by Jenny Lass
There are clear winter decorating traditions if you celebrate Christmas, Kwanzaa or Hannukah, but what if you don’t celebrate a holiday — or what if you celebrate more than one? Not to worry! Below find some neutral seasonal decor ideas that will make your home cozy, warm and inviting for your family and guests.
Bring The Outside In
A great way to perk up your space during the long winter months is to bring outdoor or natural elements into your home. Try displaying evergreen branches, twigs, gourds or dried flowers on shelves, windowsills or your fireplace mantle. Fill a clear glass vase with nuts and pinecones or use dried herbs and cinnamon sticks tied with ribbon as a centre piece for your coffee table. Float fresh winter flowers, such as chrysanthemums, in a bowl of water or plant white narcisis for an elegant and fragrant touch.
According to the folks at garden accessory manufacturing company Campania International Inc., you can also make creative use of your outdoor accessories by bringing them indoors. Arrange pinecones and evergreen branches in your birdbath and display it on your coffee table; use your urn as a stylish glove, hat, scarf and umbrella holder; or place your planter box next to your fireplace to hold kindling.
Luxuriate in Heavier Fabrics and Textures
Exchange lighter, smoother fabrics for heavier fabrics with more texture. Wash, fold and put away your fine-weave cotton throws and replace them with wool or chunky-knit blankets. Add over-stuffed throw pillows and sheepskin or Oriental area rugs to make your space extra cozy. If you don’t have a planter box to put your kindling in, try a wicker or bamboo basket.
You might also consider replacing some of your regular fabrics, such as swapping your sheer curtains for lined silk, Jacquard or embroidered drapes to not only provide textural interest, but also save you money by retaining heat. Slip covering your furniture might seem far-fetched, but if you entertain a lot during the winter season, washable slip covers can help save your furniture from spills as well as add a dramatic and refreshing change in décor.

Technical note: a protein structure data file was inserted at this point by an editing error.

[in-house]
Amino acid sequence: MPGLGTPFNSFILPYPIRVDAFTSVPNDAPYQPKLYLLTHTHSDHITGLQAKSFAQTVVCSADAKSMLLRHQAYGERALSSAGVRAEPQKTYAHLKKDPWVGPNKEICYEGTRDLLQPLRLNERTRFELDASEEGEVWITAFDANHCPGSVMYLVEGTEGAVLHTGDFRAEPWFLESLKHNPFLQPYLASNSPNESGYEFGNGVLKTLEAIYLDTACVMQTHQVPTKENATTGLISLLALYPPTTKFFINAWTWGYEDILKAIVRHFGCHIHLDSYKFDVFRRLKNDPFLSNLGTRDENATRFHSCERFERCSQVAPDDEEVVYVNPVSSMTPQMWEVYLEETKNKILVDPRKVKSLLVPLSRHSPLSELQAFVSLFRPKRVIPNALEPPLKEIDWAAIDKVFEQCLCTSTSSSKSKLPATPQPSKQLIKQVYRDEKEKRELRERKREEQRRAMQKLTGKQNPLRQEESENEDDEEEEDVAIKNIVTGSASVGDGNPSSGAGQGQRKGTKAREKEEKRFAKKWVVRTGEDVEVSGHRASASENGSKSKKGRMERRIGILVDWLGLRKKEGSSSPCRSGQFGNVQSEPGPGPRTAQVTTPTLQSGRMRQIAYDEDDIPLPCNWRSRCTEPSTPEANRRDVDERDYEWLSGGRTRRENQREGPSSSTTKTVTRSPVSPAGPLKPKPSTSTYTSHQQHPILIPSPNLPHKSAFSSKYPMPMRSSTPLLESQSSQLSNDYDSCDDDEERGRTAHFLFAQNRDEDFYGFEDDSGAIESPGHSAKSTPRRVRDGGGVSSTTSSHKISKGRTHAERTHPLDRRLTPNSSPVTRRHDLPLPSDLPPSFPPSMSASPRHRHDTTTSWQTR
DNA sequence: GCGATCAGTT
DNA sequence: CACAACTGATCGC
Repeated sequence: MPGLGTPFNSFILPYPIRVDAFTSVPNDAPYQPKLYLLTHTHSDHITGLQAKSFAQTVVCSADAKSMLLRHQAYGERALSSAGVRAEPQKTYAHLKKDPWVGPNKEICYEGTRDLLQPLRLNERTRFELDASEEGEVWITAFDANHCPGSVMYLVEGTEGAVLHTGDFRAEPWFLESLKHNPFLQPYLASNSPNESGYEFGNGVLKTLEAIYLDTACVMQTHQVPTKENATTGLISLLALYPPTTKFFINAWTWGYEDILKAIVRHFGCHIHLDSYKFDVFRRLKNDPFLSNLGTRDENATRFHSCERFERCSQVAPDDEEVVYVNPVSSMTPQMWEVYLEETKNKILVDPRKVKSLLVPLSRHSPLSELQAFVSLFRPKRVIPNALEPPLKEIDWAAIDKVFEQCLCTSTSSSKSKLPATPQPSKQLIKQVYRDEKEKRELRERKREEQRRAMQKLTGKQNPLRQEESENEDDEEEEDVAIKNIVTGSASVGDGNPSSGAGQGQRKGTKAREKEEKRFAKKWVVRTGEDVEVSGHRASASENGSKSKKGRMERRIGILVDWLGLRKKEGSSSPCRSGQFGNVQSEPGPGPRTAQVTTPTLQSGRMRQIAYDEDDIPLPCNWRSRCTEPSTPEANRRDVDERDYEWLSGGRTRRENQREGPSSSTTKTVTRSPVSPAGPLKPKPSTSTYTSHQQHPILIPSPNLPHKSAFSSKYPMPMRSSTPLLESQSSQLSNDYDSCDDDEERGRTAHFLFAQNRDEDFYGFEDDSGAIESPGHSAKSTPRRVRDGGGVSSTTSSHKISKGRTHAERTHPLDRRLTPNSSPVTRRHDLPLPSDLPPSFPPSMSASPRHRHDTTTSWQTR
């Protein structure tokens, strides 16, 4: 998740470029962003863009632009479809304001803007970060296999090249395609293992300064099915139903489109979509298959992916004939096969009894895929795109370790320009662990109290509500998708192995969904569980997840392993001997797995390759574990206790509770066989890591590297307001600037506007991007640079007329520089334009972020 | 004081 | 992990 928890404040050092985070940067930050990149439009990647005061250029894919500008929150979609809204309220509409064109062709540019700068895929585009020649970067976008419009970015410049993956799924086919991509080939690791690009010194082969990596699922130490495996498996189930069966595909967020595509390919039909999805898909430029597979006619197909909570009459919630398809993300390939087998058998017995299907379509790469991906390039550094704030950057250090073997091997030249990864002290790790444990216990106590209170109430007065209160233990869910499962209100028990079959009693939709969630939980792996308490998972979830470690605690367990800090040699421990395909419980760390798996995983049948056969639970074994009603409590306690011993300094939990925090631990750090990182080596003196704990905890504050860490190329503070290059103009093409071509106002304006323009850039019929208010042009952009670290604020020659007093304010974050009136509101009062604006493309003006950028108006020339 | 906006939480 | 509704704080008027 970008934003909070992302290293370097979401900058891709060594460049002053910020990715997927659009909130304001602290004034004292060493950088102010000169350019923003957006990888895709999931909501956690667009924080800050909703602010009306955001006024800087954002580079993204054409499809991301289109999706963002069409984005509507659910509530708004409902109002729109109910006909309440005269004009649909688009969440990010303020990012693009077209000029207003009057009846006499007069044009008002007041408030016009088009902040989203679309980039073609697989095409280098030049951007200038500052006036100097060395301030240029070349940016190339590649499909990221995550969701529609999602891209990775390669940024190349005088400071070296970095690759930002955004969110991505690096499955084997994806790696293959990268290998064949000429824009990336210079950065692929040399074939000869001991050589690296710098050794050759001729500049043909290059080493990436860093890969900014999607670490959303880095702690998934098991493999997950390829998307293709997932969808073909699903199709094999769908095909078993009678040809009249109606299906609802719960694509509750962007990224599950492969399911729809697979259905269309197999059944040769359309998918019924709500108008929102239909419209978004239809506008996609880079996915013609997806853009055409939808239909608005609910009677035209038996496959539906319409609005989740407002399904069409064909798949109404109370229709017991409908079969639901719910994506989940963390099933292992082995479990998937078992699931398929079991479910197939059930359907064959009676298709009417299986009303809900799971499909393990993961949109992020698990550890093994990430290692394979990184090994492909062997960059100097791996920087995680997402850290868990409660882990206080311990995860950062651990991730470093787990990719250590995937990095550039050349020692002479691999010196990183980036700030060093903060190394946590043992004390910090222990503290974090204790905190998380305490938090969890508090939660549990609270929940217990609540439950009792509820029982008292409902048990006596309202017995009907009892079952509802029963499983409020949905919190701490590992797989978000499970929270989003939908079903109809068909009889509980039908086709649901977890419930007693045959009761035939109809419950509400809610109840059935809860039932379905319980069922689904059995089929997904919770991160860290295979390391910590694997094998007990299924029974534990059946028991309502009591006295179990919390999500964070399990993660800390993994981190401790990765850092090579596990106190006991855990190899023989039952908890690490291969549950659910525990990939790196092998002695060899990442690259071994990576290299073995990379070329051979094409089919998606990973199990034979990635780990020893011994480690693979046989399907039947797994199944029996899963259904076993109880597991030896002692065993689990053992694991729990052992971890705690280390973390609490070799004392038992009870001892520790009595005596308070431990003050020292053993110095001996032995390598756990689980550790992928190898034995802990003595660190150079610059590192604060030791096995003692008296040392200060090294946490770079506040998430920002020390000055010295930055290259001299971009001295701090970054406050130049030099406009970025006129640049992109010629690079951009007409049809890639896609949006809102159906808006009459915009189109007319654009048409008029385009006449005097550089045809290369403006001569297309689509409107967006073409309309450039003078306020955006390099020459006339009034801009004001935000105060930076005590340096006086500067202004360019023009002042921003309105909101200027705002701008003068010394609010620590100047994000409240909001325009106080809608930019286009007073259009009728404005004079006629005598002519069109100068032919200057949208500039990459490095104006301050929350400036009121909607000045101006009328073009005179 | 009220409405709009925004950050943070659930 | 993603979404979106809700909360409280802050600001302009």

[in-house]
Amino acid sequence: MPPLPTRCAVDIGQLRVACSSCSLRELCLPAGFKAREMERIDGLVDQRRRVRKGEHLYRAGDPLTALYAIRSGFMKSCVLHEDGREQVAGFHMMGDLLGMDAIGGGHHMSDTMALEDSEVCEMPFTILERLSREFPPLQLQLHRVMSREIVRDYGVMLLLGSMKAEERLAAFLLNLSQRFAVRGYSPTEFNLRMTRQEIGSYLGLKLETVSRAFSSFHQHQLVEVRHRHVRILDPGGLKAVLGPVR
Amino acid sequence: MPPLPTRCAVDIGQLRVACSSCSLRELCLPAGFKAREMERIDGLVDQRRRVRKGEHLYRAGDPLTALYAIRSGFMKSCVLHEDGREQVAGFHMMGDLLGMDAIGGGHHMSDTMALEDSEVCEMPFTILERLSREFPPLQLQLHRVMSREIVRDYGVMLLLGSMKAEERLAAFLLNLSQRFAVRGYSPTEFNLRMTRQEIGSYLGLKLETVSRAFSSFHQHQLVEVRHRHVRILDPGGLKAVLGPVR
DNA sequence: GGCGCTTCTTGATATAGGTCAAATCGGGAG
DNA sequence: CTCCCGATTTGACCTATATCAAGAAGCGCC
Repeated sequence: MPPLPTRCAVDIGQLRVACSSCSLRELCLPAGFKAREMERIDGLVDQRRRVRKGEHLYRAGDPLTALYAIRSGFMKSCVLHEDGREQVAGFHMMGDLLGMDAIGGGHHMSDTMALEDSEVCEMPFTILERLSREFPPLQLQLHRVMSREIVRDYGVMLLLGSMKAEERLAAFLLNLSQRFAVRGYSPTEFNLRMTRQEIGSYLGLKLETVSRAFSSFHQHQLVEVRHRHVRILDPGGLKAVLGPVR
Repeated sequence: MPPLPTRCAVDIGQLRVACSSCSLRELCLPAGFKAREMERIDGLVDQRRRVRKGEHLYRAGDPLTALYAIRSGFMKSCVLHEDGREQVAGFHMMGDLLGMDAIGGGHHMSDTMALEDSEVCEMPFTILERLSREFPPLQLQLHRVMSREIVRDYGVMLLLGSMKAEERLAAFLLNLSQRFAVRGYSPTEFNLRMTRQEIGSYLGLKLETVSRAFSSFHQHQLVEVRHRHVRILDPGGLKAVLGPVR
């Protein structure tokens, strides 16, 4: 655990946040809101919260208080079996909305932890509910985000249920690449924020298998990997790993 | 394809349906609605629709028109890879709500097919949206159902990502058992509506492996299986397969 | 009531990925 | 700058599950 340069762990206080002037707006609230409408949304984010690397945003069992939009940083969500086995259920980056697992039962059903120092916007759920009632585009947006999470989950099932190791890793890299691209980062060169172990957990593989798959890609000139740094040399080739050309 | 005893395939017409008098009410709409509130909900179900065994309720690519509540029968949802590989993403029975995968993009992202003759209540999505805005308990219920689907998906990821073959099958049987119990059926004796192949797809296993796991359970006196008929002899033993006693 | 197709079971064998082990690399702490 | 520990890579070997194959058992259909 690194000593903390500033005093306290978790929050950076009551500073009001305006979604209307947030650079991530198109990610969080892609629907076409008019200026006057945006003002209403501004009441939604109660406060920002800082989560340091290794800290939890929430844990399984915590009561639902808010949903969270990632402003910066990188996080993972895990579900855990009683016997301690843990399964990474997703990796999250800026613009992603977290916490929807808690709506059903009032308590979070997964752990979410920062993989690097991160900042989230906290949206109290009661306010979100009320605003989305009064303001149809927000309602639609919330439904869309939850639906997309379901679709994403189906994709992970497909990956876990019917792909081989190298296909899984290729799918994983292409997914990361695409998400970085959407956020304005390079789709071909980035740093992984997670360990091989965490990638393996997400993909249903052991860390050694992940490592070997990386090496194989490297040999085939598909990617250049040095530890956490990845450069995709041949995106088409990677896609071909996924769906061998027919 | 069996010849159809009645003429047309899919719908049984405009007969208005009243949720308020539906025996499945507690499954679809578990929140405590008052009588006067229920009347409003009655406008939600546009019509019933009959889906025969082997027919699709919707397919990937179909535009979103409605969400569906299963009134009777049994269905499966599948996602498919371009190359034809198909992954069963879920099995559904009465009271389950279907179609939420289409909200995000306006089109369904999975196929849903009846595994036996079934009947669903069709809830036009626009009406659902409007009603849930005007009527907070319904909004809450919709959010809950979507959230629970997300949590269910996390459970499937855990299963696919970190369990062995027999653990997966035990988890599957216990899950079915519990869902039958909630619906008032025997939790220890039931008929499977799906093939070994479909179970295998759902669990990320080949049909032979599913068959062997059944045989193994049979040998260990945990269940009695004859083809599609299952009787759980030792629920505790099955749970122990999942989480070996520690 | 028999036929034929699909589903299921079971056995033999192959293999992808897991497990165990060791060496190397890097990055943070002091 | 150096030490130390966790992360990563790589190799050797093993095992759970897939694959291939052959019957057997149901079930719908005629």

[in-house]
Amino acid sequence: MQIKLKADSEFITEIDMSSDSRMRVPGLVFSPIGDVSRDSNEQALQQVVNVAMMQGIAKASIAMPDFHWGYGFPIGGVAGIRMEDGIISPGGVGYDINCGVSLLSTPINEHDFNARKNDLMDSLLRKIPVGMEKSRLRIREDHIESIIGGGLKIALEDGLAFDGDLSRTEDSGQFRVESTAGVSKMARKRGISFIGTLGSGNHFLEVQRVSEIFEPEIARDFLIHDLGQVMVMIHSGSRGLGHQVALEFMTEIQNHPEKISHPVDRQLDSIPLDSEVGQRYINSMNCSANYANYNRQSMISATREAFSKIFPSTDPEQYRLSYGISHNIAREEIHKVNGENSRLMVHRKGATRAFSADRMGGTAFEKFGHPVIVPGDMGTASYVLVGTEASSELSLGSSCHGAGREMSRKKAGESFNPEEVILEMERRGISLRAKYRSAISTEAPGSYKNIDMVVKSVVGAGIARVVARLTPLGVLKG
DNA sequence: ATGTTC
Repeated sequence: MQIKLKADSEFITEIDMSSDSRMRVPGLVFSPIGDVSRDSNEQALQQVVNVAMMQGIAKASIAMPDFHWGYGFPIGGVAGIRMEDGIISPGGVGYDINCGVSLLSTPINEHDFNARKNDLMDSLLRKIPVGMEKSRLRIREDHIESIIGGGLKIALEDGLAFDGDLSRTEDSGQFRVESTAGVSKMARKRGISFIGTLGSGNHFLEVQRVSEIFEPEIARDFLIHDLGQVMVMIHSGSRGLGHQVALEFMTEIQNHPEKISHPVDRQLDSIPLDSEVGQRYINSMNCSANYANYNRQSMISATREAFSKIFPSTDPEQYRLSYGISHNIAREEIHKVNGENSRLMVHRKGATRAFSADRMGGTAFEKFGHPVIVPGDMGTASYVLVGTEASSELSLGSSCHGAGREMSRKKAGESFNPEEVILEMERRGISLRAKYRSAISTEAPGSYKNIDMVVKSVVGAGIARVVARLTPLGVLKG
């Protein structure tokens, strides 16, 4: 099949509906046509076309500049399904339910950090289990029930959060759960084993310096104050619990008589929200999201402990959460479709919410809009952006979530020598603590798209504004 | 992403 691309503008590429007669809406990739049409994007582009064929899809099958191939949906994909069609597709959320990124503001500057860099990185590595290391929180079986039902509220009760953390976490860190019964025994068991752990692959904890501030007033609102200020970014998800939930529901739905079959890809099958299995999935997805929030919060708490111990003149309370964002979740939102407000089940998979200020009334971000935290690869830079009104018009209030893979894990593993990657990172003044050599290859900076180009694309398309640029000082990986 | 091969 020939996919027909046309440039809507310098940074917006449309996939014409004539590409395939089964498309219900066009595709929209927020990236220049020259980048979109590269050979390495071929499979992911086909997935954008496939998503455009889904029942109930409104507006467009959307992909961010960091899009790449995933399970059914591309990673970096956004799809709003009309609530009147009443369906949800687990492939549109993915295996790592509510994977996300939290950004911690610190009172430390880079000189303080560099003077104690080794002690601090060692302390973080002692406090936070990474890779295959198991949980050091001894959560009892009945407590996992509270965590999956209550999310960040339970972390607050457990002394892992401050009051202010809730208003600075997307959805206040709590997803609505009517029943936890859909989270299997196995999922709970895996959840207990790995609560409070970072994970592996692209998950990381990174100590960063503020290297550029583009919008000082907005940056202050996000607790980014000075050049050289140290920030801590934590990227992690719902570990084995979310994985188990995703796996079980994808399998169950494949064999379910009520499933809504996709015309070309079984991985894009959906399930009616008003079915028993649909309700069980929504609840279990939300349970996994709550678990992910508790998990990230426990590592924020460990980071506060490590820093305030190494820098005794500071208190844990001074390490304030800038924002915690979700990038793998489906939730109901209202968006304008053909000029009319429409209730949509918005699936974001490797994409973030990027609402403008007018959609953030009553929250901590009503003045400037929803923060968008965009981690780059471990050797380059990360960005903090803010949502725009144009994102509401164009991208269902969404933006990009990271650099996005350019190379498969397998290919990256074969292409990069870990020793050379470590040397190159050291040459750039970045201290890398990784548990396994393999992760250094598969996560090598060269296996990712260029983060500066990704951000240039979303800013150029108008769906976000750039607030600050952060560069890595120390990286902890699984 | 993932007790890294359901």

Warm Up Your Space with Colour
Bypass red and white colour schemes and decorate with more muted, deeper tones of your favourite colours. Love blue? Try dusty, deep blue accents, such as vases, candelabras or bowls. You can also choose art and fabrics that pick up on rich, winter tones, such as copper, silver, chocolate, rust, navy blue, plum, winter green and mustard. You can even hang photos that depict winter scenes and showcase the natural colour palette of the season.
Light Up Your Life!
As the days get shorter in winter, we’re all looking for simple, decorative ways to add more light to our space. Candles are a great, low-energy option for adding brightness to a room – just remember not to leave burning candles unattended or they could start a fire. Have fun with votives by floating them in bowls of water or part-way down a translucent vase to make it glow softly. Anchor tea light candles in smooth marbled or roughly textured rocks in an unused fireplace or place tea lights in an ice lantern on your porch.
You don’t have to celebrate Christmas to decorate with string lights. Neutral white LED lights subtly displayed around a door frame, fireplace or tree that has lost its leaves is the perfect way to stylishly add illumination. You can also create brightness by displaying objects made from light-reflecting materials, such as mirror, glass and shiny metals, such as silver and copper.
Make Your Own Winter Wonderland
Don’t forget about your garden, lawn or porch just because it’s winter. Light up your outside spaces with decorative lanterns or white string LED lights. Create natural accents by making an arrangement with twigs, berries and pinecones in your birdbath or window planters. Place urns containing evergreen trees on either side of your doorway and lay a fresh welcome mat that showcases winter colours.
While a birdfeeder may lead to some seed litter, enjoying the natural beauty of local birds can be worth it. Store your binoculars close to the window and keep an eye out for cardinals, chickadees, woodpeckers and blue jays.